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ERIC Number: ED517950
Record Type: Non-Journal
Publication Date: 2010
Pages: 184
Abstractor: As Provided
Reference Count: 0
ISBN: ISBN-978-1-1241-0501-7
A Study of Parent-Child Numeracy Interaction in Families of English Language Learners
Stiles, Terri F.
ProQuest LLC, Ph.D. Dissertation, Capella University
Current research has focused on early numeracy in the preschool setting, but few studies have addressed the relationship between elementary school children's understanding of mathematical concepts and parent-child interactions during math play or work. As a result, the researcher sought to understand the extent to which math concepts were discussed between parents and their children ages 5 to 7 during math interactions in 5 families of English language learners. The researcher employed a case study methodology that included visiting the participating families; observing their behaviors while they were engaged in math activities with their children; and obtaining parent-authored journals that described the participants' daily, weekly, and monthly math activities. This qualitative study linked studies of early numeracy acquisition to the observation of parent-child communication during mathematics interactions in the families of students receiving English as a second language services in their school. The results indicated that counting was the strategy chosen the most often during play with blocks or cards and when completing a math worksheet. The patterns of communication observed during the home visits indicated that most of the families engaged in parent-initiated conversations. The parents in Families 1, 2, and 4 initiated conversations 95% of the time. The parents in Family 5 initiated conversations 80% of the time. The parents in Family 3 initiated conversations 70% of the time. All of the families reported spending time on mathematical activities with their children, including math-related video or computer games, followed by Legos, puzzles, and cooking activities. In the course of an average week, Family 1 spent an average of 10.5 hours, Family 2 spent 15 hours, Family 3 spent 21.25 hours, Family 4 spent 7.75 hours, and Family 5 spent 15.25 hours in these activities. The overarching finding was that the families who spent a significant amount of time doing math-related activities with their children had children who were more confident in approaching math problems. Future research might include a longitudinal study involving family math communication as well an exploration of effective strategies that families and schools can employ to communicate with children about math. [The dissertation citations contained here are published with the permission of ProQuest LLC. Further reproduction is prohibited without permission. Copies of dissertations may be obtained by Telephone (800) 1-800-521-0600. Web page:]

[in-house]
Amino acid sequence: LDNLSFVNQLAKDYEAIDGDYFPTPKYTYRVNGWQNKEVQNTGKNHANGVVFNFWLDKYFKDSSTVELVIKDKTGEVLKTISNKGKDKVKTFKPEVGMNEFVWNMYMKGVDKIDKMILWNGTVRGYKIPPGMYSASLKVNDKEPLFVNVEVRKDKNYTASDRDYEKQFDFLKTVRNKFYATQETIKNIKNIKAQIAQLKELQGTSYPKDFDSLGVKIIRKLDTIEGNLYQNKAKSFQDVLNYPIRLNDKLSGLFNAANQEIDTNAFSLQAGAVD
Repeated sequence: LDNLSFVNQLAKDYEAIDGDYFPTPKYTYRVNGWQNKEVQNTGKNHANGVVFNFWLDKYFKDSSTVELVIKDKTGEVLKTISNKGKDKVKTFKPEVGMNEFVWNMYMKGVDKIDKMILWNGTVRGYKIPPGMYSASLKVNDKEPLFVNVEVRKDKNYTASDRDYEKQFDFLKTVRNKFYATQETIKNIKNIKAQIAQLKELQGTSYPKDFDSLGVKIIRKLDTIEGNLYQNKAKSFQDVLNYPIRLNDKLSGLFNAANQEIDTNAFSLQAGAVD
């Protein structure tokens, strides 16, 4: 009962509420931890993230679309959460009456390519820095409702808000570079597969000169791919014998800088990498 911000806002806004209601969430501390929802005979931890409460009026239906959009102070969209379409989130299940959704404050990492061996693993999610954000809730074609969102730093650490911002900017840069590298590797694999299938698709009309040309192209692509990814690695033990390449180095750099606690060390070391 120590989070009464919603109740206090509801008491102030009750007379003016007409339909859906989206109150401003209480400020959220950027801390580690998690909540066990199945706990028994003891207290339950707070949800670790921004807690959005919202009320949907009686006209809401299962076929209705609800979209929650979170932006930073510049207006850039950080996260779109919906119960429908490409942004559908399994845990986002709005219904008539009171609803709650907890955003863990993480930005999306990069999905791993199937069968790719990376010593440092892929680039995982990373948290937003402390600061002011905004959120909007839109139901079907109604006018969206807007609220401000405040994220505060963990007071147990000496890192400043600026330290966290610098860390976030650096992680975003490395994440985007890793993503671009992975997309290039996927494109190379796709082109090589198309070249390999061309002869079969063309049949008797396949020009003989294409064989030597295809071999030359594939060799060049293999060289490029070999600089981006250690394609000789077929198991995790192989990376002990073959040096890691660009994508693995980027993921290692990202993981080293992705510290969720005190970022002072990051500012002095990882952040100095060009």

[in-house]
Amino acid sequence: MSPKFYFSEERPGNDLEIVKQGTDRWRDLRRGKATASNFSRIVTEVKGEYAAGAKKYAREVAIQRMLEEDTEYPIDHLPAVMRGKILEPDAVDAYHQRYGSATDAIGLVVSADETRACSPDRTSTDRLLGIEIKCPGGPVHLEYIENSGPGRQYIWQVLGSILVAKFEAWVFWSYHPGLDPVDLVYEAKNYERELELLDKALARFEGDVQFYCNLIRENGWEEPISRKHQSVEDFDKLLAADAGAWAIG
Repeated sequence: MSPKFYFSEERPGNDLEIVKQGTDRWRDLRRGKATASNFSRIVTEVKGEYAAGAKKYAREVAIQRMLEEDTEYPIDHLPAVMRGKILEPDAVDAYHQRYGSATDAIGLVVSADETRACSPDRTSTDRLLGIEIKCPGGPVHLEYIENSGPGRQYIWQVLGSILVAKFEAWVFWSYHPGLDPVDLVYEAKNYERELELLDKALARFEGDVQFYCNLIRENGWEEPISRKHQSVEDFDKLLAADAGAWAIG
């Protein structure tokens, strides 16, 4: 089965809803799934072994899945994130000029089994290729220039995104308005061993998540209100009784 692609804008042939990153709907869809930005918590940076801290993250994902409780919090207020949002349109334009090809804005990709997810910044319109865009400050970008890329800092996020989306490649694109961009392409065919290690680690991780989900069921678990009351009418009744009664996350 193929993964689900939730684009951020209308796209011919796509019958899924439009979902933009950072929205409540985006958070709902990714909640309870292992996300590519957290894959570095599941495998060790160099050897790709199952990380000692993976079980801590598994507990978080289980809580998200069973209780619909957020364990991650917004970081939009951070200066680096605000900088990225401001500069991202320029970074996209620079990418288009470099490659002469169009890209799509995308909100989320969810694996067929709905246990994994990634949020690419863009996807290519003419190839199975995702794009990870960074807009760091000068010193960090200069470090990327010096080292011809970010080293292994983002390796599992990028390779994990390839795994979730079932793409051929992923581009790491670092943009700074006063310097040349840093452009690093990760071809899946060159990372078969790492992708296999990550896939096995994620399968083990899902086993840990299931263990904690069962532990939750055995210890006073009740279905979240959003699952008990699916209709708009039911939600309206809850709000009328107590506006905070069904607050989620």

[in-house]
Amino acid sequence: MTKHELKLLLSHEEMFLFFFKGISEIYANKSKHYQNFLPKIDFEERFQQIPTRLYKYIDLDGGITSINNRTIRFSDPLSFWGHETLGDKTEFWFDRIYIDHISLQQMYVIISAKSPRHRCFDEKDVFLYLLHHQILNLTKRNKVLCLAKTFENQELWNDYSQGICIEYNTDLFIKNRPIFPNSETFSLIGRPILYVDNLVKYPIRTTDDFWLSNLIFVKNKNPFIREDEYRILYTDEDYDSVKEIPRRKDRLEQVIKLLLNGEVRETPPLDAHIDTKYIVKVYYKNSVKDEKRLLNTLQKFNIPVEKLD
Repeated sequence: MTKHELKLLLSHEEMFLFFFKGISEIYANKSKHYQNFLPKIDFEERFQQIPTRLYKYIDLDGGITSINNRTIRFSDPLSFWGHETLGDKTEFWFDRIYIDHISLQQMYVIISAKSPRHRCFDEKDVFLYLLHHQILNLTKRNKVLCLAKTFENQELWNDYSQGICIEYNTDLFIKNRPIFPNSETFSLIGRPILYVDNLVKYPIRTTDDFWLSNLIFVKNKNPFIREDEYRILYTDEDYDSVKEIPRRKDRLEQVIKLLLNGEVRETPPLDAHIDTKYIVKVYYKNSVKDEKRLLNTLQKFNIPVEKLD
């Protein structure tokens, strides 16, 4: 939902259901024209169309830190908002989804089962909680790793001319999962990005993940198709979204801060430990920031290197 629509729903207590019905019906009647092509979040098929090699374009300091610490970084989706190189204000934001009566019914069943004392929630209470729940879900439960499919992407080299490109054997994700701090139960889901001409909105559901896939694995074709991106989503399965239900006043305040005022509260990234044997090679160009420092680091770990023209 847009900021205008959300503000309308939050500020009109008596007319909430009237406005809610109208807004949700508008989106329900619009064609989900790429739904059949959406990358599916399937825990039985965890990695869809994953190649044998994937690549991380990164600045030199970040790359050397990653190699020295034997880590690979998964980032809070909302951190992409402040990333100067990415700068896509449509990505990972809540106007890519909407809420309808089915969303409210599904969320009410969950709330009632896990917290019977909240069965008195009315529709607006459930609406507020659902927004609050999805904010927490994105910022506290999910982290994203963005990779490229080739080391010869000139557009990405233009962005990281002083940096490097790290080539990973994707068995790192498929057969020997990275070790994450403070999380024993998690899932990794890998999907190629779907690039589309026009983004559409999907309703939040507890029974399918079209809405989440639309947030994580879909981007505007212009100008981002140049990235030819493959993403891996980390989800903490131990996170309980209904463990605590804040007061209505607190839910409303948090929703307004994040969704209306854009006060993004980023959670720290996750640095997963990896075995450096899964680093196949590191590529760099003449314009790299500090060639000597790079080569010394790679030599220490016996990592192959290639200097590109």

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Publication Type: Dissertations/Theses - Doctoral Dissertations
Education Level: Elementary Education
Audience: N/A
Language: English
Sponsor: N/A
Authoring Institution: N/A